This post is the second in a two-part series about Digital Disruption. For the full story, read Part One.

In our last post about digital disruption, we focused on the importance of maintaining a pioneer spirit when it comes to implementing transformative digital projects in the context of fleet management and the essential consideration of an organization’s customers in determining the right path to take. These two principles comprise two of four key areas touched on in a recent report from Fujitsu entitled The Digital Transformation PACT Report. 1 In this post, we focus on the essential contribution of people inside the organization and the importance of a clearly-defined purpose in evolving transformative digital projects.

Campaign success depends on people outside and inside the organization

While the individuals outside of one’s organization are clearly primary drivers for the evolution of companies today, the individuals inside an organization are essential in managing digital disruption effectively, and many companies are taking note. According to the PACT study, nine out of ten organizations are taking steps to broaden their digital expertise. Sometimes these steps occur pre-hire, through selective recruitment and job fairs at specialized schools and training facilities as opposed to large, generalized institutions. Sometimes they occur after the hire, through required professional development and investments in continued employee education, even for those in non-technical roles such as accounting, finance, and marketing.

The takeaway: If you’re not developing your people, you are doing your customers a disservice. Despite the large percentage of companies that are taking steps to broaden their human resource base of digital expertise, more than two-thirds say that their organization is still lacking in digital skills. Digital mastery will soon become commoditized; therefore, the right time to foster growth in the realm of digital competence is now.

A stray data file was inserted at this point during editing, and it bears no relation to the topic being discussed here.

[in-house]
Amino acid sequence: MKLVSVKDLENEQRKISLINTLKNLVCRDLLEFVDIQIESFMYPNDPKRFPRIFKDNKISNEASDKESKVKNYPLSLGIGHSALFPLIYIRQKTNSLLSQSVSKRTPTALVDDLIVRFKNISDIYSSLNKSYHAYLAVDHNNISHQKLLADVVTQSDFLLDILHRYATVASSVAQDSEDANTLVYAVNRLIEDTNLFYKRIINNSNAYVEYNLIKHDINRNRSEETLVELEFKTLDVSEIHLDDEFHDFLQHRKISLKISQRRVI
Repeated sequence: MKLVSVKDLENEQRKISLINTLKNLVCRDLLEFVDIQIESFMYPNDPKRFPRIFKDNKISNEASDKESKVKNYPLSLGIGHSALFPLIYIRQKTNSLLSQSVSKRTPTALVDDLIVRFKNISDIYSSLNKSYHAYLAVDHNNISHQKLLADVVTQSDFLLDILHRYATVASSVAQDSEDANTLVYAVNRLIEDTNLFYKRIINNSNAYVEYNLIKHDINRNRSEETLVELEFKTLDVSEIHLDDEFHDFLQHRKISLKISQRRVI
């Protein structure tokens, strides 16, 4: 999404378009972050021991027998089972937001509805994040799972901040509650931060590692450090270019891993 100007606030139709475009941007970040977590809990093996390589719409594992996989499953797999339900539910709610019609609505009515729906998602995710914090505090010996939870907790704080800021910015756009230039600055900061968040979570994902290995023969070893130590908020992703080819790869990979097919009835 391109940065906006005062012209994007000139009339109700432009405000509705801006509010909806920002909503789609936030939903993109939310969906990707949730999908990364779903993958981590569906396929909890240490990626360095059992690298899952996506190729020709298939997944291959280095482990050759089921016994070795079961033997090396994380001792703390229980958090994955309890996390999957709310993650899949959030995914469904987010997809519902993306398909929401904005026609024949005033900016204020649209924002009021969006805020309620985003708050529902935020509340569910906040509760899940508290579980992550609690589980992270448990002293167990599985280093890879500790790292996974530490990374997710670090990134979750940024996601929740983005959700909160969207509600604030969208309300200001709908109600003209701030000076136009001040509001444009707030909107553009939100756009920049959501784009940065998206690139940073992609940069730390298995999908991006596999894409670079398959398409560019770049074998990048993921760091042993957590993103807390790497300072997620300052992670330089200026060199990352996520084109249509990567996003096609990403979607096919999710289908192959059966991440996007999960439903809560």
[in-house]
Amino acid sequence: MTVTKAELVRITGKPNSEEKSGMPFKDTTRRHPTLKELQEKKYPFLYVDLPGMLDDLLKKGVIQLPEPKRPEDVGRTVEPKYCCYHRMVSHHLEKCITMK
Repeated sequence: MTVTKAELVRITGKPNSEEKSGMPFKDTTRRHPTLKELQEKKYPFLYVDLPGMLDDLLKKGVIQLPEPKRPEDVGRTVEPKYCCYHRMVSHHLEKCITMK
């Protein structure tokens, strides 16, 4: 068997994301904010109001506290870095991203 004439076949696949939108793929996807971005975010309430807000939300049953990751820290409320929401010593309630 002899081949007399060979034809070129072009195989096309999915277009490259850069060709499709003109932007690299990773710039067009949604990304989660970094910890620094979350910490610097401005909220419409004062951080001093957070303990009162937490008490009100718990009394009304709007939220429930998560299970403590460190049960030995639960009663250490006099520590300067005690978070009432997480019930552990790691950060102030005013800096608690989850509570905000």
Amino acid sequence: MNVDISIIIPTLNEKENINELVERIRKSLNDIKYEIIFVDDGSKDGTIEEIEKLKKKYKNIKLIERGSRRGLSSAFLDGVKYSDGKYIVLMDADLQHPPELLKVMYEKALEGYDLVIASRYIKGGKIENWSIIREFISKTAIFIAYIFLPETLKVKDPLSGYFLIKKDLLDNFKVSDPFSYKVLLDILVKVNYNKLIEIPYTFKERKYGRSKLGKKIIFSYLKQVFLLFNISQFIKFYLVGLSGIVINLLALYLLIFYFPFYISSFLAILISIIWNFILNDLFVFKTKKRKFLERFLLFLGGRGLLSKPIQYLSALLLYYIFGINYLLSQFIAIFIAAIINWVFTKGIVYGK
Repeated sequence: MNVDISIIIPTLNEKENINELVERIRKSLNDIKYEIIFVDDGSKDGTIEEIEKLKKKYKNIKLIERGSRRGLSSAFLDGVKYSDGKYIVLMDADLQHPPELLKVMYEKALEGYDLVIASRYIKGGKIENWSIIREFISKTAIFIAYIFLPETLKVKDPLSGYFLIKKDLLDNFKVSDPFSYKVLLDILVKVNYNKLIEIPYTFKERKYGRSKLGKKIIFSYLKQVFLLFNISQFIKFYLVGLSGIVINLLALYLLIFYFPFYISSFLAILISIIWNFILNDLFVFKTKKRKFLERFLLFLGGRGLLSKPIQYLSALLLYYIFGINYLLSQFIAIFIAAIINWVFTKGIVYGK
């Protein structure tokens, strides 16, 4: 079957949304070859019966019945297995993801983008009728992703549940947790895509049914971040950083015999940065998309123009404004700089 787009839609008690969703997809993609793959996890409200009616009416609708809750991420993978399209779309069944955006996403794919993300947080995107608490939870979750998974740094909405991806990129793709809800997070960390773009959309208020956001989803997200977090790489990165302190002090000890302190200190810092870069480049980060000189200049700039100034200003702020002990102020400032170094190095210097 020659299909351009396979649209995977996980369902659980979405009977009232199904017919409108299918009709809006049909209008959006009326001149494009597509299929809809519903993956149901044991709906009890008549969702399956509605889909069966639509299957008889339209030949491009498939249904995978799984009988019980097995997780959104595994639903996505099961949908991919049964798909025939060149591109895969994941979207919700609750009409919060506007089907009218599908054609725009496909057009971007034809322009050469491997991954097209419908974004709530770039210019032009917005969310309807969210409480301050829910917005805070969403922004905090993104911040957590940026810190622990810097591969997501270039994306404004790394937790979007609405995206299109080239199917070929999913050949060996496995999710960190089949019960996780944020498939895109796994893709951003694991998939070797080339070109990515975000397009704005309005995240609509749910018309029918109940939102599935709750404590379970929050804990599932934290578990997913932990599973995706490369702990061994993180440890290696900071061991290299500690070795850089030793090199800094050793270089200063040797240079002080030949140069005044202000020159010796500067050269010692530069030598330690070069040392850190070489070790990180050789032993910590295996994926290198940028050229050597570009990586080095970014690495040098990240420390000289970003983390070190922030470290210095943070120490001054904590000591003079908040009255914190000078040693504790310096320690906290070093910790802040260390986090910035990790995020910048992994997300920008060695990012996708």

Transformative digital projects must be purposeful, or risk loss both now and in the future

Successful organizations know that the implementation of digital initiatives, simply for the sake of implementing digital initiatives, yields lackluster results. Arbitrarily-executed digital projects lack focus and direction. Beginning a transformative digital project without the end in mind can cost companies significant amounts of time, money and human resources yet generate minimal results. The folly of permitting fruitless digital disruption within an organization taints an organization’s reputation and discourages potential new customers as well as promising new talent. Fortunately, according to the PACT study, a full 90% of organizations surveyed have a clearly-defined digital strategy. In addition, a large majority (88%) of those surveyed felt that their leadership teams maintained a clear view of all digital transformation projects.

Those projects tend mainly to be focused on the creation of new digital processes that sit alongside existing ones (59%) or that are used to augment those original processes (58%). Only a third (37%) result in the creation of entirely new ways of doing things, which shows that organizations have a strong focus on ensuring that the disruption caused during implementation is minimized (87%).

While the report goes on to acknowledge that sometimes, “unsanctioned” digital projects that are not tied to the overall digital strategy do indeed trip up many organizations, it is worth noting that actionable digital strategies are becoming more the norm than the exception – to the benefit of both the company and its customers.

The takeaway: If your organization has not yet defined a digital strategy, it is likely falling behind. At TouchStar, our digital strategy is literally posted on our office wall:

We innovate to drive growth and market appeal, and we continuously improve everything we do. We move with speed [and] agility and embrace change. We have the courage to take risks and grow by learning from our successes and failures. We produce competitive solutions…and our progressive technology framework simplifies tomorrow’s automation to ensure we remain relevant to our clients’ competitive futures.

With no defined digital strategy, a company can neither justify nor quantify its digital initiatives, which can result in serious accountability issues with customers, employees…and with the Board.

How tolerant is your automation solutions provider to digital disruption? If you’ve been noticing a lack of focus or agility from your provider, maybe it’s time for a change. Whether your organization is barely on the cusp of digital transformation, or it is undergoing yet another digital evolution, TouchStar provides scalable solutions that can be introduced or expanded as your fleet’s capacity to automate grows. Contact TouchStar today to begin the conversation about managing your fleet’s digital needs.

 

1 – The Digital Transformation PACT, found at http://www.fujitsu.com/global/microsite/digital-cocreation/insight/pact

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